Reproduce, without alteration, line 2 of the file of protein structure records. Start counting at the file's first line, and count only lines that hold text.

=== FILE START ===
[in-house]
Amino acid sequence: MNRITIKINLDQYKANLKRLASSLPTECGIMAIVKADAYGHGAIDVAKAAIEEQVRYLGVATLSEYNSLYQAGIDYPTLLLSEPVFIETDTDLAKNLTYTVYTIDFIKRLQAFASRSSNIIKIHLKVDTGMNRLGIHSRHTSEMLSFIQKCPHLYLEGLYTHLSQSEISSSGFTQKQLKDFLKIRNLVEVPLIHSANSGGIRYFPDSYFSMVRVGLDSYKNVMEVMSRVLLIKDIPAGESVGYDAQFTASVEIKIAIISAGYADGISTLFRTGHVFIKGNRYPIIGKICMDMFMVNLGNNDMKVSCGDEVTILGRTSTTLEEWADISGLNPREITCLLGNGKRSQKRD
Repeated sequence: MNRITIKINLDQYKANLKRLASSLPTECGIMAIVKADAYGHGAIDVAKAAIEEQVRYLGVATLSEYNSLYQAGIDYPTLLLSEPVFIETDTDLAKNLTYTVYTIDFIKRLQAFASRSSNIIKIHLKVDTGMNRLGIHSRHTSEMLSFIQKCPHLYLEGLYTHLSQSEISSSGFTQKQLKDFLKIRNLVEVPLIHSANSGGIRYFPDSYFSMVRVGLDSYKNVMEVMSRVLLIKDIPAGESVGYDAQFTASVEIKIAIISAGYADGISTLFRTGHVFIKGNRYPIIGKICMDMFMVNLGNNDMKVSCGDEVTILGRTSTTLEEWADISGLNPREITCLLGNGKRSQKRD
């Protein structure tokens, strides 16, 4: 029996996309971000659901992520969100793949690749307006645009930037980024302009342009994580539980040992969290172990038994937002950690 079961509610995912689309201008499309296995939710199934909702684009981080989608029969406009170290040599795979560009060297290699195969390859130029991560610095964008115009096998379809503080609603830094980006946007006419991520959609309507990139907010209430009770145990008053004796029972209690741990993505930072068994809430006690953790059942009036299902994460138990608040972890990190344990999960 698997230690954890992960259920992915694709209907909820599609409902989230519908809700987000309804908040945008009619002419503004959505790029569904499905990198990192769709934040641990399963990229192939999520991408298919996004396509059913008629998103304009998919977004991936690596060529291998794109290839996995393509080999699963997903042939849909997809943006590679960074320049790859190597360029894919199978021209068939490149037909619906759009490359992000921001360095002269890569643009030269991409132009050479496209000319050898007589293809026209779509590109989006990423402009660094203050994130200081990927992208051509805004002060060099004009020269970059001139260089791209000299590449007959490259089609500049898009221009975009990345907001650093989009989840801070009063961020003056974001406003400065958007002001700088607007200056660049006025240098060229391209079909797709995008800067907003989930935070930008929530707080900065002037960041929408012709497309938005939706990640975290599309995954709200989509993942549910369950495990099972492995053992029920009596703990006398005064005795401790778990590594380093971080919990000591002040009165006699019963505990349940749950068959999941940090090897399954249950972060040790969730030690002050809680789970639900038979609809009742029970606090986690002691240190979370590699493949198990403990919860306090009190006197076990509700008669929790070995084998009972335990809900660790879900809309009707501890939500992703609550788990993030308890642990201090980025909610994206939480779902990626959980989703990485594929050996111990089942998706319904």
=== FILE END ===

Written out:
Amino acid sequence: MNRITIKINLDQYKANLKRLASSLPTECGIMAIVKADAYGHGAIDVAKAAIEEQVRYLGVATLSEYNSLYQAGIDYPTLLLSEPVFIETDTDLAKNLTYTVYTIDFIKRLQAFASRSSNIIKIHLKVDTGMNRLGIHSRHTSEMLSFIQKCPHLYLEGLYTHLSQSEISSSGFTQKQLKDFLKIRNLVEVPLIHSANSGGIRYFPDSYFSMVRVGLDSYKNVMEVMSRVLLIKDIPAGESVGYDAQFTASVEIKIAIISAGYADGISTLFRTGHVFIKGNRYPIIGKICMDMFMVNLGNNDMKVSCGDEVTILGRTSTTLEEWADISGLNPREITCLLGNGKRSQKRD